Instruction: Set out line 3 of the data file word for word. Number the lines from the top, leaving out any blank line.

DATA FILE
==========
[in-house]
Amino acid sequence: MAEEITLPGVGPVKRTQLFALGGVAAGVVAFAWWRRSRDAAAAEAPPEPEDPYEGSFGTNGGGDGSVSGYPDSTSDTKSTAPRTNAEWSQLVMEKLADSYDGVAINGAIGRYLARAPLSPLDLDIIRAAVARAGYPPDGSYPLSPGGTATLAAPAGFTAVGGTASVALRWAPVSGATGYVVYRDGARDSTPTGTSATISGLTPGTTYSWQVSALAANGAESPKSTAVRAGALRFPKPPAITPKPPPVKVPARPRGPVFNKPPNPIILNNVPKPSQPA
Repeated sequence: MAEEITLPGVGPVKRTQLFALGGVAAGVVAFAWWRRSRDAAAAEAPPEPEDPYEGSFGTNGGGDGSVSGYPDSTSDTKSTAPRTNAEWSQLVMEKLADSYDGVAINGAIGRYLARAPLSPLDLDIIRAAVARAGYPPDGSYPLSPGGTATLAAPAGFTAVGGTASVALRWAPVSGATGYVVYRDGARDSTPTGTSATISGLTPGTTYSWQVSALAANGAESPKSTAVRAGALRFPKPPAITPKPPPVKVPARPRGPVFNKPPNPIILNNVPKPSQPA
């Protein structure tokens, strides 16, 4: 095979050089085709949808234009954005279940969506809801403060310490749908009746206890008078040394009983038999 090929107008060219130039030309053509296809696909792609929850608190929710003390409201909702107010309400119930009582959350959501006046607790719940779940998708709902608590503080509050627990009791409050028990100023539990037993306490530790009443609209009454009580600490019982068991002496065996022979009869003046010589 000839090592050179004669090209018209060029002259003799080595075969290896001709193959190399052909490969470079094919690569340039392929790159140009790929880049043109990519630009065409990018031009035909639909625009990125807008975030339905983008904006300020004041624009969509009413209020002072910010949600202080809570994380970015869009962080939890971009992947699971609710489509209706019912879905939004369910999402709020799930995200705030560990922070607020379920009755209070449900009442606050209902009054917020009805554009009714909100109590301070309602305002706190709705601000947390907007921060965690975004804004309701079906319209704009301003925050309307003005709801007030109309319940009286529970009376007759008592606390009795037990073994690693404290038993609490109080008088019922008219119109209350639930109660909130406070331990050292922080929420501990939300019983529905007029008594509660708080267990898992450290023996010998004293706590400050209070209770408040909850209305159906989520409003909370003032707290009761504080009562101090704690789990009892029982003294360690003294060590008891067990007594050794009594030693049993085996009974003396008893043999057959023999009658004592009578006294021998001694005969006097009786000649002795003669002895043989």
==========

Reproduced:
Repeated sequence: MAEEITLPGVGPVKRTQLFALGGVAAGVVAFAWWRRSRDAAAAEAPPEPEDPYEGSFGTNGGGDGSVSGYPDSTSDTKSTAPRTNAEWSQLVMEKLADSYDGVAINGAIGRYLARAPLSPLDLDIIRAAVARAGYPPDGSYPLSPGGTATLAAPAGFTAVGGTASVALRWAPVSGATGYVVYRDGARDSTPTGTSATISGLTPGTTYSWQVSALAANGAESPKSTAVRAGALRFPKPPAITPKPPPVKVPARPRGPVFNKPPNPIILNNVPKPSQPA